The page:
The Glastonbury Festival begins on Wednesday, with tens of thousands of people expected to flock to rural Somerset.
“You should plan for both sunhats and raincoats for this year’s festival,” said Met Office Deputy Meteorologist Helen Caughey.
“There will be plenty of sunshine across the South West on Wednesday, though there may be some cloud later in the day, and temperatures will reach 26C or 27C.” The dry, sunny, and warm weather will last until Thursday.
“However, the weather will become more unsettled beginning Friday.” Heavy showers and thunderstorms are possible in the Glastonbury area on Friday and Saturday; however, while these should be fast moving, some surface water may accumulate at times. Temperatures will begin to fall as the week progresses, returning to near normal for the time of year, with highs expected to range between 18 and 20 degrees Celsius.
“Sunday is expected to be mostly dry and bright at first, but with showers developing throughout the morning, some of which may be heavy and thunderous.” The erratic pattern is expected to persist into the start of next week.”
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Weather statistics for Glastonbury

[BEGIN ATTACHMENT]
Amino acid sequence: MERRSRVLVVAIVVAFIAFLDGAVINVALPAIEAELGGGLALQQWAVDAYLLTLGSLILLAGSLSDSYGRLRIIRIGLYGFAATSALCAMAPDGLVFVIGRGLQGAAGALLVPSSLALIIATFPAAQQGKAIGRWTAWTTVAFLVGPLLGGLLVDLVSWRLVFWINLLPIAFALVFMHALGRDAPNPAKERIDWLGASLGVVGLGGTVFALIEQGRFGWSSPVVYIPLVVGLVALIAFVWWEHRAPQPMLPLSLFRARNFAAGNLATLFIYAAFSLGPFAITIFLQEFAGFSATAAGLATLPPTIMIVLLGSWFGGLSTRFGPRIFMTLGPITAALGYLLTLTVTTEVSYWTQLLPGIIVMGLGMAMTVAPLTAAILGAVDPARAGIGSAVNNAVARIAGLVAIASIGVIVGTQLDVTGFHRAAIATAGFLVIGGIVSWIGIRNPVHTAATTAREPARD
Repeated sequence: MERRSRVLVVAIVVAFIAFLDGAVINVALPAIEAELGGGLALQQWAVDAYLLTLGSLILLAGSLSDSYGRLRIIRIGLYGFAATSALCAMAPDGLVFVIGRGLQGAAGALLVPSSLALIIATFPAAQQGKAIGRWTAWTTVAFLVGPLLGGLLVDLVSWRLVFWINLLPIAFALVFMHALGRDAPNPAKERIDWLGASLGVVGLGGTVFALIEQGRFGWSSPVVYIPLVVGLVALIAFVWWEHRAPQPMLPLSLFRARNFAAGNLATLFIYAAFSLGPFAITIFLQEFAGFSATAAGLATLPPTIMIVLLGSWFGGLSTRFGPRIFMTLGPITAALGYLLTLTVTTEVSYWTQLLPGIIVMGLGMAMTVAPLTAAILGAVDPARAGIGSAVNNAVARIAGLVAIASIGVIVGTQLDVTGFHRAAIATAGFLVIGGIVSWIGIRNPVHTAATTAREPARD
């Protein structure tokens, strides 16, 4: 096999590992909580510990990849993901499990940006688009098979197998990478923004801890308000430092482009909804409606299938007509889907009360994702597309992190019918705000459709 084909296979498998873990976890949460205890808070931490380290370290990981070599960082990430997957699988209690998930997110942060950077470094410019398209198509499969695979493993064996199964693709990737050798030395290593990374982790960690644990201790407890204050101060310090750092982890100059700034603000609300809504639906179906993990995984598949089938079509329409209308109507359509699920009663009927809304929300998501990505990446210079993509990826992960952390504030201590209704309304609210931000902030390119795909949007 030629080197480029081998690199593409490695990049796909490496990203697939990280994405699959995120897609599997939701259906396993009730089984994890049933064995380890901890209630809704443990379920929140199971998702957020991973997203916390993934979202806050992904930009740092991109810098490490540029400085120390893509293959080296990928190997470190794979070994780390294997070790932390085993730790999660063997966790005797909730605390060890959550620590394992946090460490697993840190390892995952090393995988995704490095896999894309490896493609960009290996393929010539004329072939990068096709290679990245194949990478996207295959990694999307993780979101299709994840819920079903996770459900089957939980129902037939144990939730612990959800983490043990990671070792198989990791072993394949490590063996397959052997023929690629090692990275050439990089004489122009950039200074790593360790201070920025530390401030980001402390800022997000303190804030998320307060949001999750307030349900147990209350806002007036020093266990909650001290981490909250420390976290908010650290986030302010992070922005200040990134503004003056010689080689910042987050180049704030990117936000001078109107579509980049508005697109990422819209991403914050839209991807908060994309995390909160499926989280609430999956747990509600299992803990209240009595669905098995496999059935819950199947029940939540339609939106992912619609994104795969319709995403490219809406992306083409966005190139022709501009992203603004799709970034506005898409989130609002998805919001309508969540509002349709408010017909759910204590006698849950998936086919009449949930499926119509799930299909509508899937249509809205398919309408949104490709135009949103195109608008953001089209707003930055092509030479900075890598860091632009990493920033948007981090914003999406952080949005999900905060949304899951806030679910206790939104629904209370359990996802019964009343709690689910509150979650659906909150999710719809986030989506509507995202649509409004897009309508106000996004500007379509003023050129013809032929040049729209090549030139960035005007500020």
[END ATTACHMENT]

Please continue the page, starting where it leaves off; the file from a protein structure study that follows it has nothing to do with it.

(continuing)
The first Glastonbury Festival took place in September 1970, and the records tell the story of some unforgettable festivals using Met Office data from nearby weather stations.
Glastonbury 2007 holds the record for the festival’s wettest day, which should come as no surprise to anyone who was there. At nearby Rodney Stoke, 60.1mm of rain fell in a single day.
Other than that, the highest wind gust speed recorded for Glastonbury was 41mph, which was reached at Yeovilton during the event in 1985 and 1987.
Although the Glastonbury website dubbed 1997 the “Year of the Mud” due to a deluge of rain in the days leading up to the event, it actually holds the record for the coldest festival day, with 13.2°C as high as the temperature reached at Castle Cary Grove Mead.
The temperature reached 31.2°C at Rodney Stoke in 2017, with The Foo Fighters headlining, while the warmest night was recorded in the same year, with 17.6°C at the same location.
Glastonbury’s sunniest day on record occurred in 1989, when a station in Yeovilton recorded approximately 15 hours and 36 minutes of sunshine.
Check out the Met Office’s WeatherReady for tips on staying cool in hot weather and dealing with heavy rain.